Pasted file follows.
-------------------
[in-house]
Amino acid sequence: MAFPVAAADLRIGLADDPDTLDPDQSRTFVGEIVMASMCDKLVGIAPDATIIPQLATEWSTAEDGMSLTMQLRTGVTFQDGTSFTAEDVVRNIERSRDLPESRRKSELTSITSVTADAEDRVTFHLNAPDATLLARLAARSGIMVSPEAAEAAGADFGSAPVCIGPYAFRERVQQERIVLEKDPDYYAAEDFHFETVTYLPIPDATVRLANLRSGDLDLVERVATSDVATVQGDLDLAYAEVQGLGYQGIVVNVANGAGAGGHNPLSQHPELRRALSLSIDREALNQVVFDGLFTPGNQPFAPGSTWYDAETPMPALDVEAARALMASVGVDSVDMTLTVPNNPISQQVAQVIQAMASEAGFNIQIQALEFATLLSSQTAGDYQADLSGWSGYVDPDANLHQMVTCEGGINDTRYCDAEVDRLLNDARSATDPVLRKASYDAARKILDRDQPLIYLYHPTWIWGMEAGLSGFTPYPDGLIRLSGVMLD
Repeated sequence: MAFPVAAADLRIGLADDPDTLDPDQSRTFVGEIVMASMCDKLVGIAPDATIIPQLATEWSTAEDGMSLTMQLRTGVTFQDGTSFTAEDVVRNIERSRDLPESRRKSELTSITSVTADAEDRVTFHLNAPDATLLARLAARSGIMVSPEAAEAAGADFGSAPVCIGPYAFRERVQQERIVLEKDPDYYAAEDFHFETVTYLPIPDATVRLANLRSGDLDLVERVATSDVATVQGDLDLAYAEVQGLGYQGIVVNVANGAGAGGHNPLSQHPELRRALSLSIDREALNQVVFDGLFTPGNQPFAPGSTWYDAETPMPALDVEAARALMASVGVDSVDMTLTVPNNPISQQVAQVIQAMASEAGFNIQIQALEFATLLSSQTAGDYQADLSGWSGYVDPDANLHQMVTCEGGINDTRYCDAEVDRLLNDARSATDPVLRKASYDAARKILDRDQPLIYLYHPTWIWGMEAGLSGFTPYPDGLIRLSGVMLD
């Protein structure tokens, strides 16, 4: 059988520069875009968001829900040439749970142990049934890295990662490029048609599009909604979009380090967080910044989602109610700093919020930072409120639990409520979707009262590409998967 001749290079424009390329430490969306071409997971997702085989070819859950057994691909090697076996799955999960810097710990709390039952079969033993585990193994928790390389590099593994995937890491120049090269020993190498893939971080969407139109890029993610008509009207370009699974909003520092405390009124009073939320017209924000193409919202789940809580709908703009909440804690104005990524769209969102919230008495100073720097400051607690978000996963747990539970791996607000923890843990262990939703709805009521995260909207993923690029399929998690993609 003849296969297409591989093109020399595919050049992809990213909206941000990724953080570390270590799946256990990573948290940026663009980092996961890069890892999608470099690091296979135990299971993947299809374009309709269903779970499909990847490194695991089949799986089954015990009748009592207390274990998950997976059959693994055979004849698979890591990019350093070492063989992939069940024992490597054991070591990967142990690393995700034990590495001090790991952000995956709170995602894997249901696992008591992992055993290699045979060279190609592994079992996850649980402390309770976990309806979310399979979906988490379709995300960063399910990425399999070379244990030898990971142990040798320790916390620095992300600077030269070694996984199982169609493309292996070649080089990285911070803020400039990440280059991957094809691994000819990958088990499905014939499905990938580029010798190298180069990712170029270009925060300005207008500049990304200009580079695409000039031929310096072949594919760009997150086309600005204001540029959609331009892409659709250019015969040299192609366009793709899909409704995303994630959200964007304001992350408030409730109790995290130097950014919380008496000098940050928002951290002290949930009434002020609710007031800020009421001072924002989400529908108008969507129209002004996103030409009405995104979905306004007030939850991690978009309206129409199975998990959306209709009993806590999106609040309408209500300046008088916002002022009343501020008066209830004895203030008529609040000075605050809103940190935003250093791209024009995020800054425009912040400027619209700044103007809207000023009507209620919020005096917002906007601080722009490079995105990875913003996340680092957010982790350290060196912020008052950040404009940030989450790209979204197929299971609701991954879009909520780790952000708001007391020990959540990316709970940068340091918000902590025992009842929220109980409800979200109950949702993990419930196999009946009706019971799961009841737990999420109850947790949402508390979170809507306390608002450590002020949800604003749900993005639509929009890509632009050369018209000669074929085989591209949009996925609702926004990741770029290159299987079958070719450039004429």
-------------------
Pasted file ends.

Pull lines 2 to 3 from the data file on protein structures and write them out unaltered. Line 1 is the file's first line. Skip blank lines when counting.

Amino acid sequence: MAFPVAAADLRIGLADDPDTLDPDQSRTFVGEIVMASMCDKLVGIAPDATIIPQLATEWSTAEDGMSLTMQLRTGVTFQDGTSFTAEDVVRNIERSRDLPESRRKSELTSITSVTADAEDRVTFHLNAPDATLLARLAARSGIMVSPEAAEAAGADFGSAPVCIGPYAFRERVQQERIVLEKDPDYYAAEDFHFETVTYLPIPDATVRLANLRSGDLDLVERVATSDVATVQGDLDLAYAEVQGLGYQGIVVNVANGAGAGGHNPLSQHPELRRALSLSIDREALNQVVFDGLFTPGNQPFAPGSTWYDAETPMPALDVEAARALMASVGVDSVDMTLTVPNNPISQQVAQVIQAMASEAGFNIQIQALEFATLLSSQTAGDYQADLSGWSGYVDPDANLHQMVTCEGGINDTRYCDAEVDRLLNDARSATDPVLRKASYDAARKILDRDQPLIYLYHPTWIWGMEAGLSGFTPYPDGLIRLSGVMLD
Repeated sequence: MAFPVAAADLRIGLADDPDTLDPDQSRTFVGEIVMASMCDKLVGIAPDATIIPQLATEWSTAEDGMSLTMQLRTGVTFQDGTSFTAEDVVRNIERSRDLPESRRKSELTSITSVTADAEDRVTFHLNAPDATLLARLAARSGIMVSPEAAEAAGADFGSAPVCIGPYAFRERVQQERIVLEKDPDYYAAEDFHFETVTYLPIPDATVRLANLRSGDLDLVERVATSDVATVQGDLDLAYAEVQGLGYQGIVVNVANGAGAGGHNPLSQHPELRRALSLSIDREALNQVVFDGLFTPGNQPFAPGSTWYDAETPMPALDVEAARALMASVGVDSVDMTLTVPNNPISQQVAQVIQAMASEAGFNIQIQALEFATLLSSQTAGDYQADLSGWSGYVDPDANLHQMVTCEGGINDTRYCDAEVDRLLNDARSATDPVLRKASYDAARKILDRDQPLIYLYHPTWIWGMEAGLSGFTPYPDGLIRLSGVMLD